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Endocrinology. 2001 Feb;142(2):730-9.

Central infusions of the recombinant human prolactin receptor antagonist, S179D-PRL, delay the onset of maternal behavior in steroid-primed, nulliparous female rats.

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Department of Biomedical Sciences, Tufts University School of Veterinary Medicine, North Grafton, Massachusetts 01536, USA.


The expression of maternal behavior in the newly parturient rat is under endocrine regulation. Blocking endogenous PRL secretion with bromocriptine delays the normal rapid expression of maternal care shown toward foster young in steroid-primed virgin female rats. The recent development of the PRL receptor antagonist S179D-PRL, a mutant of human PRL in which the serine residue at the 179 position is replaced with aspartate, provides a potentially useful tool to examine the role of PRL in neural processing. In the present report, three experiments were conducted that examined the effects of this PRL antagonist on the induction of maternal behavior. In each experiment, ovariectomized, nulliparous rats were treated sequentially with SILASTIC capsules implanted sc with progesterone (days 1-11) and estradiol (days 11-17), a treatment that stimulates a rapid onset of maternal behavior in virgin rats. On day 11, females were implanted with Alzet miniosmotic pumps connected to cannulae directed unilaterally at the lateral ventricle (Exp 1) or bilaterally at the medial preoptic area (MPOA; Exp 2 and 3). Pumps contained either doses of S179D-PRL (0.115 or 1.15 mg/ml; Exp 1 and 2), wild-type human PRL (1.15 mg/ml; Exp 3), or the saline vehicle (Exp 1-3). Testing for maternal behavior began on day 12, a day after pump insertion, and animals were tested daily for 6 days. Latencies to contact, retrieve, and group foster test young were recorded. Administration of both the high and low doses of S179D-PRL infused into the lateral ventricle (Exp 1) or MPOA (Exp 2) significantly delayed the onset of maternal behavior. In contrast, MPOA infusions of the control hormone, wild-type human PRL, in Exp 3 did not delay the onset of maternal behavior. These findings support the concept that the effects of S179D-PRL are caused by its actions as a PRL receptor antagonist rather than by a nonspecific effect of the protein. Overall, these results demonstrate the effectiveness of S179D-PRL acting at the level of the central nervous system (and, more specifically, within the MPOA) to regulate maternal behavior, a PRL-mediated response.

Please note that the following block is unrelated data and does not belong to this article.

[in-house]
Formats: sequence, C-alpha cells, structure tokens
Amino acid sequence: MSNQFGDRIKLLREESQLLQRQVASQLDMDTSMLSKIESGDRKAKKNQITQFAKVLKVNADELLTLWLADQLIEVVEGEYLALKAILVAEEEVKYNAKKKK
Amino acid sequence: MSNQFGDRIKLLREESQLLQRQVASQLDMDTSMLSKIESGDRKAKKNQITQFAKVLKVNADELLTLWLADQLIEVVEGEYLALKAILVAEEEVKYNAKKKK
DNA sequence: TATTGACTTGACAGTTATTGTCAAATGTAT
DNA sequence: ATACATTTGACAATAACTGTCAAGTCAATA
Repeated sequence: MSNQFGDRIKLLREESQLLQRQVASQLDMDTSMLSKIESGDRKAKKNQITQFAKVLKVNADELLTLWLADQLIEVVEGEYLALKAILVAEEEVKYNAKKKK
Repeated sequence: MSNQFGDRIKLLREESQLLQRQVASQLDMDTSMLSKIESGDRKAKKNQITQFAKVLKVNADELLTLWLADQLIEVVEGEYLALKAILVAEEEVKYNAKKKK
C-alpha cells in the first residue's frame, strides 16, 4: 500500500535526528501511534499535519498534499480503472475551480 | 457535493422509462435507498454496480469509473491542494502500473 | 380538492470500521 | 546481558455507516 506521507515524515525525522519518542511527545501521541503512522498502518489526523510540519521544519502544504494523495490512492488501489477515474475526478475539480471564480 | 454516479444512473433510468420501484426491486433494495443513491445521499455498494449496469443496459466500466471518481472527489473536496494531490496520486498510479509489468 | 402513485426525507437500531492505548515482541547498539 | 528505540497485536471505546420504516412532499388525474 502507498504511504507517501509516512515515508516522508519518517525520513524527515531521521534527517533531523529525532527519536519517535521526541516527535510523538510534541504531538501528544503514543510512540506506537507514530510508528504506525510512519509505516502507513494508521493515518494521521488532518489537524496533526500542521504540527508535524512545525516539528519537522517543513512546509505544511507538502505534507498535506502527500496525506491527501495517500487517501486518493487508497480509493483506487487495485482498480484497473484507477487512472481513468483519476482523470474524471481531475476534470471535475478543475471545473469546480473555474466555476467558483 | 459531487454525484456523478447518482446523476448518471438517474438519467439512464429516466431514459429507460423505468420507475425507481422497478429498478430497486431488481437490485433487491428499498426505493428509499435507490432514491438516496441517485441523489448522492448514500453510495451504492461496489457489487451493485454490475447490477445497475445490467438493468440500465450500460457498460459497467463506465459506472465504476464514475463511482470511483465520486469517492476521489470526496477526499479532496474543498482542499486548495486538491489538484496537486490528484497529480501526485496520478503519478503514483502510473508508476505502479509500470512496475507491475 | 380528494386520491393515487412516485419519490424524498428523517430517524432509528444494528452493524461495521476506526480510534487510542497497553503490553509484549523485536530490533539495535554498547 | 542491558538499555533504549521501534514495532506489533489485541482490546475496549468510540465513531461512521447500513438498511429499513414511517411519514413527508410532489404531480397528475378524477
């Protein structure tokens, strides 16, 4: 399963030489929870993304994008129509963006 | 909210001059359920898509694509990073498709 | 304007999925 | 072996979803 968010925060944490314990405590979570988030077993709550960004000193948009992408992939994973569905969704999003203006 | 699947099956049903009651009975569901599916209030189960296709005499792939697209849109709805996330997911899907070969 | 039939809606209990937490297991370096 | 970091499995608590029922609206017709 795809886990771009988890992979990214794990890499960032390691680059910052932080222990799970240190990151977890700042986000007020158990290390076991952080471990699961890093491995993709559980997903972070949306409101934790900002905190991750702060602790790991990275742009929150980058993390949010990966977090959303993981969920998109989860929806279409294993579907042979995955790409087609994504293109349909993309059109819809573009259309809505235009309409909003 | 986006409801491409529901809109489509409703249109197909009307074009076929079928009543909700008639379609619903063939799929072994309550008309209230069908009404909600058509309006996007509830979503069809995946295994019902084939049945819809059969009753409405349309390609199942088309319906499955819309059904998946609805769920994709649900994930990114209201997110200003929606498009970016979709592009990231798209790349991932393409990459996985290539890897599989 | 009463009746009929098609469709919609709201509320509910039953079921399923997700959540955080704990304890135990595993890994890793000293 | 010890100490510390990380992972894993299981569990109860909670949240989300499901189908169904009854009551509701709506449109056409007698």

[Indexed for MEDLINE]

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